Federal and state trustees of the Hudson River this week said that the river’s recovery from PCB contamination may take decades longer than expected, despite years of dredging to remove the toxins.
The Hudson River Natural Resource Trustees are disputing the U.S. Environmental Protection Agency’s conclusions about the success of the dredging project. EPA is defending its conclusions.
“As trustees, knowing when fish are no longer contaminated above human health thresholds is crucial to our understanding of how long injury to fish will last into the future,” the trustees said.
The competing conclusions about long-term fish contamination are likely to come up today when the Hudson River PCBs Superfund Site Community Advisory Group meets at 1 p.m. at Saratoga Spa State Park.
The trustees are charged with determining what environmental damage has been done to the river by the polychlorinated biphenyls discharged from General Electric plants decades ago. Because of the contamination, human consumption of fish from the river is prohibited.
The river’s trustees include the National Oceanic and Atmospheric Administration, the U.S. Fish & Wildlife Service, and New York state. NOAA has led the research studies.
In a report released Tuesday, the trustees said their studies have sampled perch and bass from the river between 2003 and 2014, and found PCB levels in the fish aren’t dropping as quickly as dredging proponents hoped.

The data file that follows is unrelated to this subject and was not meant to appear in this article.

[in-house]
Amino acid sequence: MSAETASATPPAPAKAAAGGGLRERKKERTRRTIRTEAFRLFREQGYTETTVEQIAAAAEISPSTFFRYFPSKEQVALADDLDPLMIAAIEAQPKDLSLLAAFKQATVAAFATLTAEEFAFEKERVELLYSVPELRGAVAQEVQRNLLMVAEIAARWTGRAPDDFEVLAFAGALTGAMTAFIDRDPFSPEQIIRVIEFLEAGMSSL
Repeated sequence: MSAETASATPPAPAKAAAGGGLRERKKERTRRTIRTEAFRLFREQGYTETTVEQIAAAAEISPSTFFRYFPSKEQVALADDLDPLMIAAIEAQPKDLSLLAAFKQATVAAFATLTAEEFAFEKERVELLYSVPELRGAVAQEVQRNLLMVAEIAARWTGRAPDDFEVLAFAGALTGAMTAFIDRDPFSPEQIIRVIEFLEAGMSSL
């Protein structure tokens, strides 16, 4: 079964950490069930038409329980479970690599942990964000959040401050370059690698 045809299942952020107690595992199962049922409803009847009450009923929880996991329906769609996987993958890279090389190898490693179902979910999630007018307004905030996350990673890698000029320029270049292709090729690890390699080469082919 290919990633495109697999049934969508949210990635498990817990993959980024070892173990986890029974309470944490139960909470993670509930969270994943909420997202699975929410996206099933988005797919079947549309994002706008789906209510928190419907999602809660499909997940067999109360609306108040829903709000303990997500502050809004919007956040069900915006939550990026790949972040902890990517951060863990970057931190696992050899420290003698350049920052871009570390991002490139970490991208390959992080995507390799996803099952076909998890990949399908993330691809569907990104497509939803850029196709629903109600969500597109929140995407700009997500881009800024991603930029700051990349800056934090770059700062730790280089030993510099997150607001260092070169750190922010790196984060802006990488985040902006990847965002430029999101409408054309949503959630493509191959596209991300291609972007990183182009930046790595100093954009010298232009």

“NOAA’s analysis shows that, absent further removal of PCBs, achievement of [lower Hudson River] fish PCB threshold concentrations protective of human health may be delayed for up to several decades,” the trustees concluded.
Their new findings were presented at scientific conferences last year, and were recently published in a peer-reviewed journal, “Science of the Total Environment.”
“The updated projections indicated that post-dredging fish in the Lower Hudson will remain contaminated with PCBs above human health consumption thresholds for much longer than predicted under the [EPA and GE] remedy,” the trustees said.
The dredging project concluded last fall, though habitat restoration and other studies will continue. The project has cost well over $1 billion for GE, which removed many of the 1.3 million pounds of PCBs in the river between Hudson Falls and Troy
The PCBs — suspected of causing cancer and other health problems — were discharged from GE capacitor plants in Hudson Falls and Fort Edward between 1946 and 1977. EPA ordered the cleanup in 2002, with GE footing the bill.
Since dredging ended last fall, Hudson Valley environmental groups have been unanimous in calling for further dredging and cleanup work, though GE and the EPA have resisted.
In a response, EPA officials said the trustees’ analysis didn’t consider the most recent fish sampling data, which the EPA says shows contamination in fish flesh is indeed declining.
“The Hudson River dredging project was one of the largest and most technically complex environmental dredging projects ever conducted,” the EPA statement said. “Since the NOAA analysis became public, it has been used to support claims that more dredging is needed.”
EPA officials contend the environmental cleanup has been a success.
“EPA expects that the project will continue to help restore the environmental health of the Hudson River,” the agency said.
Despite the disagreement, EPA officials said they support the Hudson River trustees’ efforts to determine the environmental damage done by PCBs. EPA officials announced they have decided to accelerate their planned five-year review of the dredging work.
A review of superfund cleanup sites is required every five years. The last review was in 2012, while dredging was still underway.
Reach Gazette reporter Stephen Williams at 395-3086, [email protected] or @gazettesteve on Twitter.